Eawag
Überlandstrasse 133
P.O.Box 611
8600 Dübendorf
Switzerland

Ph. +41 (0)58 765 55 11
Fax +41 (0)58 765 50 28
info@eawag.ch
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Eawag - Aquatic Research
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News

News

Public Guided Tour
Tuesday 23 September 2014

Tour of the Forum Chriesbach

 
River restoration
Do block ramps improve river connectivity for fish?
 

River restoration

The innumerable sills and weirs found along Switzerland’s rivers fragment the habitats of aquatic organisms and impede the migration of fish. These artificial barriers are therefore increasingly being replaced by block ramps. Whether such measures are effective in restoring connectivity, however, depends on the type of ramp and the fish species concerned.  >> more

Welcome

Welcome

Eawag is a world-leading aquatic research institute. Its research, which is driven by the needs of society, provides the basis for innovative approaches and technologies in the water sector. Through close collaboration with experts from industry, government and professional associations, Eawag plays an important bridging role between theory and practice, allowing new scientific insights to be rapidly implemented.

9 September 2014  

Keeping rivers clean to protect our drinking water
Abundant supplies of safe drinking water are among Switzerland’s most valuable natural resources, with groundwater accounting for 80% of the total. A third of this groundwater, in turn, is fed by infiltrating river water. Although contaminants and pathogens are filtered out as they pass through the soil, this natural protection system is not infallible. That makes it all the more important for river water to be kept as clean as possible, and for interactions between river and groundwater to be carefully observed. [...]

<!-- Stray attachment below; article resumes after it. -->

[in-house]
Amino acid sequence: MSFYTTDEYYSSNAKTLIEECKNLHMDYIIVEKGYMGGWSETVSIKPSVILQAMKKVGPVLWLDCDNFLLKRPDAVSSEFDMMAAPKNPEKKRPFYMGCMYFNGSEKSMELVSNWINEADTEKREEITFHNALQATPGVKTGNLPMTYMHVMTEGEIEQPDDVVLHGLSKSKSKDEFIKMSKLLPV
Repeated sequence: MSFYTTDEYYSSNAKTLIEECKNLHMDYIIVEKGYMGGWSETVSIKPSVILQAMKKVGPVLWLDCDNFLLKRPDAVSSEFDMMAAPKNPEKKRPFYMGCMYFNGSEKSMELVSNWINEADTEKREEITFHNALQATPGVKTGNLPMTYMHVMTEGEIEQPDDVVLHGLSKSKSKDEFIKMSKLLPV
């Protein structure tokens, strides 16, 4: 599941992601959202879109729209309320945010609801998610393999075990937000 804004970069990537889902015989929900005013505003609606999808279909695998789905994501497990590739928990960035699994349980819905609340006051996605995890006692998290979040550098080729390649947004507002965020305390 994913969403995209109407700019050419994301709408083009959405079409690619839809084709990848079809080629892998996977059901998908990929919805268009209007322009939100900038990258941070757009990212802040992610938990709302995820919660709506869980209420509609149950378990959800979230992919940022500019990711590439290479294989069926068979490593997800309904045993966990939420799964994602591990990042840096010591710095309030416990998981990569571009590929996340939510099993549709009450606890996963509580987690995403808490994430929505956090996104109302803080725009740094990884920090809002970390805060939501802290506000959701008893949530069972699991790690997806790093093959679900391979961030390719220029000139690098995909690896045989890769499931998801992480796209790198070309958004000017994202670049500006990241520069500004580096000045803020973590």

8 September 2014  

20 Years of the Weil/Basel Rhine Monitoring Station
Today, Monday 8 September, the Canton of Basel-Stadt, the German Federal State of Baden-Württemberg, the Swiss Federal Office of the Environment and Eawag are somewhat belatedly celebrating the anniversary of the International Rhine Monitoring Station (RMS) in Weil am Rhein. [...]

     
4 September 2014  

A new understanding of evolution
By retracing the history of fish genomes, researchers are shedding light on universal mechanisms of vertebrate evolution: a study published in Nature shows how a reservoir of mutations, accumulated over a long period, facilitated rapid adaptation and speciation in African cichlids. [...]



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